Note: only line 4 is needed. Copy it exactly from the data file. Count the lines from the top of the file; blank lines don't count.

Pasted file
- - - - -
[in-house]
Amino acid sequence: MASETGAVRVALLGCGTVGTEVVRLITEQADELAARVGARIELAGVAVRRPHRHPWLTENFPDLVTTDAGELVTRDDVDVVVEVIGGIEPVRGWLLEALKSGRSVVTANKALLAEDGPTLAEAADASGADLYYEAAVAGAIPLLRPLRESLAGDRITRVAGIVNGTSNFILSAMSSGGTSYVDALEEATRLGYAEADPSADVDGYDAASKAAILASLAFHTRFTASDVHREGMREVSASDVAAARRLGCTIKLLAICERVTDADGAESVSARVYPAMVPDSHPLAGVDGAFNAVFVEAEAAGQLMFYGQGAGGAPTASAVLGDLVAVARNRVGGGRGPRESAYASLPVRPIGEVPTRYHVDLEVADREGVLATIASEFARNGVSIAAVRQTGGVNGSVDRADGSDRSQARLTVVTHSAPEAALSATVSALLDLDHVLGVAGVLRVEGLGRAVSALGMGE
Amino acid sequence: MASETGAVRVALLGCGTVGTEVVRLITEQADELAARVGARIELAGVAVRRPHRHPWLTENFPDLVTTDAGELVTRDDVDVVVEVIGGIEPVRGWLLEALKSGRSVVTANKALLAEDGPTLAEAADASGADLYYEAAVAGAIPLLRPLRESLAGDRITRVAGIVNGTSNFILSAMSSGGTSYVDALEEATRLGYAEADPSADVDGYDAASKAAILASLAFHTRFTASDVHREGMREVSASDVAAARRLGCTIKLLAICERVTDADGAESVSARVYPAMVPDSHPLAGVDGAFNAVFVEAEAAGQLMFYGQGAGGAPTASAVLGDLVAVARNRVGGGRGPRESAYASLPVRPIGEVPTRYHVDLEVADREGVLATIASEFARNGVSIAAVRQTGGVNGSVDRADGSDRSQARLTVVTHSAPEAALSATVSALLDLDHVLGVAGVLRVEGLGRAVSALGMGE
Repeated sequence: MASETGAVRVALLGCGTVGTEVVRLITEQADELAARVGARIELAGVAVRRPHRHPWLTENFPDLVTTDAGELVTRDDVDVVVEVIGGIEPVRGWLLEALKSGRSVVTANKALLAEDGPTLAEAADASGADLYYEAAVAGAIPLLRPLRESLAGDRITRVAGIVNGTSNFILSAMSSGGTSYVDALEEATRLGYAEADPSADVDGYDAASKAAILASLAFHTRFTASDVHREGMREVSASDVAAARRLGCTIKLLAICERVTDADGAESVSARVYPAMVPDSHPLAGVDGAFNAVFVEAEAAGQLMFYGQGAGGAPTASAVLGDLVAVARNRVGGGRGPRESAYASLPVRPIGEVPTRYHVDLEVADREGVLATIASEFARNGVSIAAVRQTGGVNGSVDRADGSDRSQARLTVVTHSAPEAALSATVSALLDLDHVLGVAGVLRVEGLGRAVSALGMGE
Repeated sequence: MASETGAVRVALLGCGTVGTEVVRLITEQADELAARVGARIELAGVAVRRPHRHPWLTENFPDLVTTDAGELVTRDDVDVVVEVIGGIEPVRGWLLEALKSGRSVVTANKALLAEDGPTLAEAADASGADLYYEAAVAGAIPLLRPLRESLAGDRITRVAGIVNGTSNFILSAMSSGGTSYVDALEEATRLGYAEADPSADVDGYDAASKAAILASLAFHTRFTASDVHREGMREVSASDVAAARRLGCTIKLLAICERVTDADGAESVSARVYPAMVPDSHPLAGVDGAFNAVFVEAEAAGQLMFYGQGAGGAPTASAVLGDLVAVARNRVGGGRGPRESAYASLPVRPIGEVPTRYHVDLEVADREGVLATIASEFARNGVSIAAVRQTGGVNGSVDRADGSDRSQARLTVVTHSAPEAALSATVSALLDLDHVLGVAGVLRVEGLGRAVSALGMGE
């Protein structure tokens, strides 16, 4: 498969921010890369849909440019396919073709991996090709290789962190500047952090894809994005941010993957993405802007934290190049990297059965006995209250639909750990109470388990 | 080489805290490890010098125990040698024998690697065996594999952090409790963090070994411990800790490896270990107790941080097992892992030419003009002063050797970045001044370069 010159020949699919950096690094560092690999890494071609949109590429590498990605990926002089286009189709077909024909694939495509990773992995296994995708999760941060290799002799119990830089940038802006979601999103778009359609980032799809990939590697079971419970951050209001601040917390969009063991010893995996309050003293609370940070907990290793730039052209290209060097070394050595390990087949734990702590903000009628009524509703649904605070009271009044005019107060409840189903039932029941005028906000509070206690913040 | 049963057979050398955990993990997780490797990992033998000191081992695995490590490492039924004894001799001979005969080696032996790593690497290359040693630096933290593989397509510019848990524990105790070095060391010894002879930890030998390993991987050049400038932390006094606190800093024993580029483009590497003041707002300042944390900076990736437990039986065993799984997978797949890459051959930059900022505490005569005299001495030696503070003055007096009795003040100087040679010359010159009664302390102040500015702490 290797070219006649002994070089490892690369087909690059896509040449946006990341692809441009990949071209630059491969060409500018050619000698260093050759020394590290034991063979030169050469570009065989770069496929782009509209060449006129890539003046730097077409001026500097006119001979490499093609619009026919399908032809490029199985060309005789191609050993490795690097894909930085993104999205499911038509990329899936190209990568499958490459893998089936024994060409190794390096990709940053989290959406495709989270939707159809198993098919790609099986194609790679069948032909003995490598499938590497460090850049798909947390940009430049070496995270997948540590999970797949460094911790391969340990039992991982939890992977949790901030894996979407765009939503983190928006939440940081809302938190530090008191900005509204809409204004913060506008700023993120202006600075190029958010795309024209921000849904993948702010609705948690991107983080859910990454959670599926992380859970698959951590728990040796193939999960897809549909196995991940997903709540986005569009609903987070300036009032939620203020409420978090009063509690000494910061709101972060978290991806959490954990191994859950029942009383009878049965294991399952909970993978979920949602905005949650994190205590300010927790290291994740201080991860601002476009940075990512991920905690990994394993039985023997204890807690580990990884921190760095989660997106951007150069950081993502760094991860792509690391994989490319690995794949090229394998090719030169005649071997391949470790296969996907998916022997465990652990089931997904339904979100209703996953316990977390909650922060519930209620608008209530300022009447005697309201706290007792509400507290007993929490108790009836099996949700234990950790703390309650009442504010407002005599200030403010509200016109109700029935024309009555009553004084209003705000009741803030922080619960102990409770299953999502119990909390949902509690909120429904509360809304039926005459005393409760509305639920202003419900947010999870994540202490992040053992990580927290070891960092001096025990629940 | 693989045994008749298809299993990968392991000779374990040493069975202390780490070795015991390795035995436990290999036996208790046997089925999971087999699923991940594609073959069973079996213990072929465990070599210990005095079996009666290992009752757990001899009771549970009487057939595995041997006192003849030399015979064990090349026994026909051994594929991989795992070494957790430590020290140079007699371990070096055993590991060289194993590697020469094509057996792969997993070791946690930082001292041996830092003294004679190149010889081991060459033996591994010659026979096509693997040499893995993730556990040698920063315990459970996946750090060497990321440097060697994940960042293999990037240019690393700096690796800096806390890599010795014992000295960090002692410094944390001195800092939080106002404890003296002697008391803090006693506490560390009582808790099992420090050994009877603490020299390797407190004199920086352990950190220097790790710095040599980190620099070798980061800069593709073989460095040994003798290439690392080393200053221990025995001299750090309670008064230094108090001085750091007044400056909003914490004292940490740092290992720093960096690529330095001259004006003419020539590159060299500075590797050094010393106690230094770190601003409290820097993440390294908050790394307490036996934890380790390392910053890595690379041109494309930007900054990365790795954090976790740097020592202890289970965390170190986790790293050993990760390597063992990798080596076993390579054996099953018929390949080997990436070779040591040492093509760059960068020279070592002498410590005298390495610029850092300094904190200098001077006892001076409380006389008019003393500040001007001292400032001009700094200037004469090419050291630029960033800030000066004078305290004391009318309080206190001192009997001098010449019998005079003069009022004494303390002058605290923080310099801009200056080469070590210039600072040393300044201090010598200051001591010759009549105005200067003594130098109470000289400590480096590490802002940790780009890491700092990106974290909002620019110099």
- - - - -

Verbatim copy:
Repeated sequence: MASETGAVRVALLGCGTVGTEVVRLITEQADELAARVGARIELAGVAVRRPHRHPWLTENFPDLVTTDAGELVTRDDVDVVVEVIGGIEPVRGWLLEALKSGRSVVTANKALLAEDGPTLAEAADASGADLYYEAAVAGAIPLLRPLRESLAGDRITRVAGIVNGTSNFILSAMSSGGTSYVDALEEATRLGYAEADPSADVDGYDAASKAAILASLAFHTRFTASDVHREGMREVSASDVAAARRLGCTIKLLAICERVTDADGAESVSARVYPAMVPDSHPLAGVDGAFNAVFVEAEAAGQLMFYGQGAGGAPTASAVLGDLVAVARNRVGGGRGPRESAYASLPVRPIGEVPTRYHVDLEVADREGVLATIASEFARNGVSIAAVRQTGGVNGSVDRADGSDRSQARLTVVTHSAPEAALSATVSALLDLDHVLGVAGVLRVEGLGRAVSALGMGE